Bacteria are the most common culprits of corneal infections, typically staphylococcus aureus and pseudomonas aeruginosa. Bacterial keratitis should never be ignored as it can have serious consequences for eye health, including permanent scarring and loss of vision. People who wear contact lenses, especially those with contact lens habits contrary to the recommendations of their eyecare practitioner, are at a greater risk of bacterial keratitis; additional risk factors include other causes of compromised eye health such as chronic dry eye, recent eye surgery, or eye trauma.
Similar to a viral corneal infection, bacterial keratitis will also present with a painful, red eye but the discharge will often be of a pus or mucous consistency rather than watery. Depending on the site and severity of the infection, your vision may be significantly impaired from a large, central corneal ulcer, or perhaps only slightly blurry from the mucous discharge.
Corneal infections due to fungi can be more difficult to identify as it develops slowly, often presenting symptoms only days after the initial infection. However, the effect on eye health and vision can be devastating if not treated appropriately. Many cases of fungal keratitis are preceded with some sort of vegetation-related trauma to the eye, such as plant matter flicking into the eye during gardening or being scratched in the eye by a tree branch or leaf while outdoors. Contact lens wearers are also at a higher risk of contracting fungal keratitis, as are people who are immunocompromised, such as those using steroid medications. Common fungal pathogens include Candida, Aspergillus, and Fusarium. It’s been noted that the likelihood of specific fungal infections can vary by geography and climate.
A fungal keratitis can present with the typical eye infection symptoms of pain, redness, glare sensitivity, tearing, and decreased vision. However, some cases actually present with very little pain or discomfort in the eye, which can delay diagnosis and prompt treatment.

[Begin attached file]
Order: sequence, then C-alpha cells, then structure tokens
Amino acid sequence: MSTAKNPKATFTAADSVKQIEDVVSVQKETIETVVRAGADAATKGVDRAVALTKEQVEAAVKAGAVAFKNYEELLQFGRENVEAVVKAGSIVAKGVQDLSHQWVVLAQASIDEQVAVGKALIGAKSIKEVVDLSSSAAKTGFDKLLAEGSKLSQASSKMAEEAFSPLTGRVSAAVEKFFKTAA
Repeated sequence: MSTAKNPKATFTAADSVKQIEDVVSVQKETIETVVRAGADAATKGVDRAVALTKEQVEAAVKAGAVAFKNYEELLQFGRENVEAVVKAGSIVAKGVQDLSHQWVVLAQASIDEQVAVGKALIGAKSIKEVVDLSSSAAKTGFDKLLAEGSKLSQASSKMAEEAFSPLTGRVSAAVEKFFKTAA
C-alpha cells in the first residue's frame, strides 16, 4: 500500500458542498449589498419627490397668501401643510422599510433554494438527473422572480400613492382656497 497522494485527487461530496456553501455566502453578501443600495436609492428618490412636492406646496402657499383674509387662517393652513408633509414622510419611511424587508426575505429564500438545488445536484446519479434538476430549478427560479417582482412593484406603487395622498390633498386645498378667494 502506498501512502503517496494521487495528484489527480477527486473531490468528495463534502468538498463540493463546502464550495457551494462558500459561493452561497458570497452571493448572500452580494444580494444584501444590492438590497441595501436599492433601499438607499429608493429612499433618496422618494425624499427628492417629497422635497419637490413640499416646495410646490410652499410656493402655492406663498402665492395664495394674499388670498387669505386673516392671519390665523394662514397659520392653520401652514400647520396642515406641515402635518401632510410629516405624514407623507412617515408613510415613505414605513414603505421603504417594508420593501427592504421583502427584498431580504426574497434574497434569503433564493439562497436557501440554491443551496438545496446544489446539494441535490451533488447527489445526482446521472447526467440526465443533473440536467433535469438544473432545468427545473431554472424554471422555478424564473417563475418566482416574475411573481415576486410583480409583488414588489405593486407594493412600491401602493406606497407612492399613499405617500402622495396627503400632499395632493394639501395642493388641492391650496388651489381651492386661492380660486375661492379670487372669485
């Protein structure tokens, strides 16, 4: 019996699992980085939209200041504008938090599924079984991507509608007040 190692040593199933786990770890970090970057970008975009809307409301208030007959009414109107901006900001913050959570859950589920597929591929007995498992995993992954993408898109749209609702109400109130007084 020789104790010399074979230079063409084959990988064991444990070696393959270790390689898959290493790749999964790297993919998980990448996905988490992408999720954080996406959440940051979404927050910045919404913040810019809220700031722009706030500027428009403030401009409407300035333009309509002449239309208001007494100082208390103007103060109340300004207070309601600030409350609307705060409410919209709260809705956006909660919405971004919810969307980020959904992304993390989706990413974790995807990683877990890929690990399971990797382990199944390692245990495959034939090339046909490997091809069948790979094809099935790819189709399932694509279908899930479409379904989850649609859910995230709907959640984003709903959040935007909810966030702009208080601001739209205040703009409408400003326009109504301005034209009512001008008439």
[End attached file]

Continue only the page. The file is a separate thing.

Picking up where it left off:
Luckily, parasitic keratitis is rare. The most common parasite to cause keratitis is acanthamoeba, a common, hardy protozoa found in water, soil, and even air. Similar to other types of infectious keratitis, contact lens wearers are at an increased risk of contracting acanthamoeba keratitis, particularly when proper lens disinfection and hygiene is disregarded.
The distinguishing symptom of acanthamoeba keratitis is severe pain, disproportionate to the other symptoms such as watering, redness, and glare sensitivity; this is thought to be due to the microorganism specifically targeting the corneal nerves. If not treated promptly and appropriately, uncontrolled Acanthamoeba keratitis can cause permanent loss of vision in the affected eye.
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The best thing to do if you think you may have a corneal infection is to see your eyecare practitioner immediately. Depending on the underlying cause of the keratitis, its severity, and your risk of permanent vision loss, corneal infections may be treated with topical eye drop medications, systemic medications, or a combination of both.